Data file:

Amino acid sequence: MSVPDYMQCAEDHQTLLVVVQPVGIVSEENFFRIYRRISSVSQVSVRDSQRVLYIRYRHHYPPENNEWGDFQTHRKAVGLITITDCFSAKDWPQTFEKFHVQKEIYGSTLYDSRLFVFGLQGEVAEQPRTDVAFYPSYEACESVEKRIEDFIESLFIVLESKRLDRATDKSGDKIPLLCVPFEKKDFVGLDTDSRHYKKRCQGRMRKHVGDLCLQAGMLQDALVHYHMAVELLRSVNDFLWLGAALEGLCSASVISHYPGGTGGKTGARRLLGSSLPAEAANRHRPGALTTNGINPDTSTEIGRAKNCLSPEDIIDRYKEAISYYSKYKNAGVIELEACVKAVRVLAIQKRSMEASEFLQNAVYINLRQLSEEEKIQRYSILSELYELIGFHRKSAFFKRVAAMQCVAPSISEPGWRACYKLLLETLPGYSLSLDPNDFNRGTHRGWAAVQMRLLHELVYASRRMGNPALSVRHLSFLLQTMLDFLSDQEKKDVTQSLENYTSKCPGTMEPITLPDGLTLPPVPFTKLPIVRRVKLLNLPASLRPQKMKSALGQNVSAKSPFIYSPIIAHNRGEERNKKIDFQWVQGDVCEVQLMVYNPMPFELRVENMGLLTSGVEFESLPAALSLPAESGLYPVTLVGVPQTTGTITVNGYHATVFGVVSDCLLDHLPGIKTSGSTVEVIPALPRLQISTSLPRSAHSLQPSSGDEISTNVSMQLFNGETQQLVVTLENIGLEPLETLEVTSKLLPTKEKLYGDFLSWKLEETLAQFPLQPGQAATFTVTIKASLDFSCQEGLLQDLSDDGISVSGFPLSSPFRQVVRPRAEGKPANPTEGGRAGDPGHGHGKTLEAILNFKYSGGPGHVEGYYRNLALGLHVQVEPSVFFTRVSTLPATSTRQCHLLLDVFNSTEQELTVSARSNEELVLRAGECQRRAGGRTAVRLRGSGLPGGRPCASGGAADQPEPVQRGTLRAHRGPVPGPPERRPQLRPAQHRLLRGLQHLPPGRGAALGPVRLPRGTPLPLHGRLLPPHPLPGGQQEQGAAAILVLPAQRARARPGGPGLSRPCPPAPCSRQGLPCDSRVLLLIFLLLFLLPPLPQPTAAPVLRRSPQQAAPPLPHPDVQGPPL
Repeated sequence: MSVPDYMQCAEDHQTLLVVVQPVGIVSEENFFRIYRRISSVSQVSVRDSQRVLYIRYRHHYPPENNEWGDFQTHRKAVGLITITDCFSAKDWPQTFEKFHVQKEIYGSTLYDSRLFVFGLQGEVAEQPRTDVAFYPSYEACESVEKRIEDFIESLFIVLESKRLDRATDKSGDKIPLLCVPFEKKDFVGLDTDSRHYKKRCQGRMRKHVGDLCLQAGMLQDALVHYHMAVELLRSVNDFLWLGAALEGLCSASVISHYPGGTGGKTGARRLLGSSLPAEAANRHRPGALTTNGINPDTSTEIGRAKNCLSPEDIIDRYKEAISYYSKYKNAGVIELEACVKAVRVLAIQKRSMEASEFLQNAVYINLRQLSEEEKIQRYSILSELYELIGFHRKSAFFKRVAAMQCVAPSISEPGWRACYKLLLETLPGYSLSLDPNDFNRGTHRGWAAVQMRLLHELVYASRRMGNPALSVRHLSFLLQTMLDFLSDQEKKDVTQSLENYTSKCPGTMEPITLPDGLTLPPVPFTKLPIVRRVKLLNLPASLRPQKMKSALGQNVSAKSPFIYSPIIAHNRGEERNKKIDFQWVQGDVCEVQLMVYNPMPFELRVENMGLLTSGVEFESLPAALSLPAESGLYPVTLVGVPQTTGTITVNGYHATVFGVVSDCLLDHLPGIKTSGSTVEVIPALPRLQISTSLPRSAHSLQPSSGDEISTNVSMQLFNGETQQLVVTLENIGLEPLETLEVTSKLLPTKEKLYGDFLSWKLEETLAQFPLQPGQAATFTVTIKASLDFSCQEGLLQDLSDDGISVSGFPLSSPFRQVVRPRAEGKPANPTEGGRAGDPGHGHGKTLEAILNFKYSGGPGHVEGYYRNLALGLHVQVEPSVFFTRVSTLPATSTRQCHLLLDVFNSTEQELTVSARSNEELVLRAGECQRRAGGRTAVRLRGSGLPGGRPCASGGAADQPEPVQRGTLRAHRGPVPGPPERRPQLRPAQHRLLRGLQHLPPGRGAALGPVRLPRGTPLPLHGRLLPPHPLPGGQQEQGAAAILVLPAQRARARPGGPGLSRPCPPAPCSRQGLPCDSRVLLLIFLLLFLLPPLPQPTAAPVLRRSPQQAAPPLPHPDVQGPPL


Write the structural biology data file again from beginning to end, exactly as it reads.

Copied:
Amino acid sequence: MSVPDYMQCAEDHQTLLVVVQPVGIVSEENFFRIYRRISSVSQVSVRDSQRVLYIRYRHHYPPENNEWGDFQTHRKAVGLITITDCFSAKDWPQTFEKFHVQKEIYGSTLYDSRLFVFGLQGEVAEQPRTDVAFYPSYEACESVEKRIEDFIESLFIVLESKRLDRATDKSGDKIPLLCVPFEKKDFVGLDTDSRHYKKRCQGRMRKHVGDLCLQAGMLQDALVHYHMAVELLRSVNDFLWLGAALEGLCSASVISHYPGGTGGKTGARRLLGSSLPAEAANRHRPGALTTNGINPDTSTEIGRAKNCLSPEDIIDRYKEAISYYSKYKNAGVIELEACVKAVRVLAIQKRSMEASEFLQNAVYINLRQLSEEEKIQRYSILSELYELIGFHRKSAFFKRVAAMQCVAPSISEPGWRACYKLLLETLPGYSLSLDPNDFNRGTHRGWAAVQMRLLHELVYASRRMGNPALSVRHLSFLLQTMLDFLSDQEKKDVTQSLENYTSKCPGTMEPITLPDGLTLPPVPFTKLPIVRRVKLLNLPASLRPQKMKSALGQNVSAKSPFIYSPIIAHNRGEERNKKIDFQWVQGDVCEVQLMVYNPMPFELRVENMGLLTSGVEFESLPAALSLPAESGLYPVTLVGVPQTTGTITVNGYHATVFGVVSDCLLDHLPGIKTSGSTVEVIPALPRLQISTSLPRSAHSLQPSSGDEISTNVSMQLFNGETQQLVVTLENIGLEPLETLEVTSKLLPTKEKLYGDFLSWKLEETLAQFPLQPGQAATFTVTIKASLDFSCQEGLLQDLSDDGISVSGFPLSSPFRQVVRPRAEGKPANPTEGGRAGDPGHGHGKTLEAILNFKYSGGPGHVEGYYRNLALGLHVQVEPSVFFTRVSTLPATSTRQCHLLLDVFNSTEQELTVSARSNEELVLRAGECQRRAGGRTAVRLRGSGLPGGRPCASGGAADQPEPVQRGTLRAHRGPVPGPPERRPQLRPAQHRLLRGLQHLPPGRGAALGPVRLPRGTPLPLHGRLLPPHPLPGGQQEQGAAAILVLPAQRARARPGGPGLSRPCPPAPCSRQGLPCDSRVLLLIFLLLFLLPPLPQPTAAPVLRRSPQQAAPPLPHPDVQGPPL
Repeated sequence: MSVPDYMQCAEDHQTLLVVVQPVGIVSEENFFRIYRRISSVSQVSVRDSQRVLYIRYRHHYPPENNEWGDFQTHRKAVGLITITDCFSAKDWPQTFEKFHVQKEIYGSTLYDSRLFVFGLQGEVAEQPRTDVAFYPSYEACESVEKRIEDFIESLFIVLESKRLDRATDKSGDKIPLLCVPFEKKDFVGLDTDSRHYKKRCQGRMRKHVGDLCLQAGMLQDALVHYHMAVELLRSVNDFLWLGAALEGLCSASVISHYPGGTGGKTGARRLLGSSLPAEAANRHRPGALTTNGINPDTSTEIGRAKNCLSPEDIIDRYKEAISYYSKYKNAGVIELEACVKAVRVLAIQKRSMEASEFLQNAVYINLRQLSEEEKIQRYSILSELYELIGFHRKSAFFKRVAAMQCVAPSISEPGWRACYKLLLETLPGYSLSLDPNDFNRGTHRGWAAVQMRLLHELVYASRRMGNPALSVRHLSFLLQTMLDFLSDQEKKDVTQSLENYTSKCPGTMEPITLPDGLTLPPVPFTKLPIVRRVKLLNLPASLRPQKMKSALGQNVSAKSPFIYSPIIAHNRGEERNKKIDFQWVQGDVCEVQLMVYNPMPFELRVENMGLLTSGVEFESLPAALSLPAESGLYPVTLVGVPQTTGTITVNGYHATVFGVVSDCLLDHLPGIKTSGSTVEVIPALPRLQISTSLPRSAHSLQPSSGDEISTNVSMQLFNGETQQLVVTLENIGLEPLETLEVTSKLLPTKEKLYGDFLSWKLEETLAQFPLQPGQAATFTVTIKASLDFSCQEGLLQDLSDDGISVSGFPLSSPFRQVVRPRAEGKPANPTEGGRAGDPGHGHGKTLEAILNFKYSGGPGHVEGYYRNLALGLHVQVEPSVFFTRVSTLPATSTRQCHLLLDVFNSTEQELTVSARSNEELVLRAGECQRRAGGRTAVRLRGSGLPGGRPCASGGAADQPEPVQRGTLRAHRGPVPGPPERRPQLRPAQHRLLRGLQHLPPGRGAALGPVRLPRGTPLPLHGRLLPPHPLPGGQQEQGAAAILVLPAQRARARPGGPGLSRPCPPAPCSRQGLPCDSRVLLLIFLLLFLLPPLPQPTAAPVLRRSPQQAAPPLPHPDVQGPPL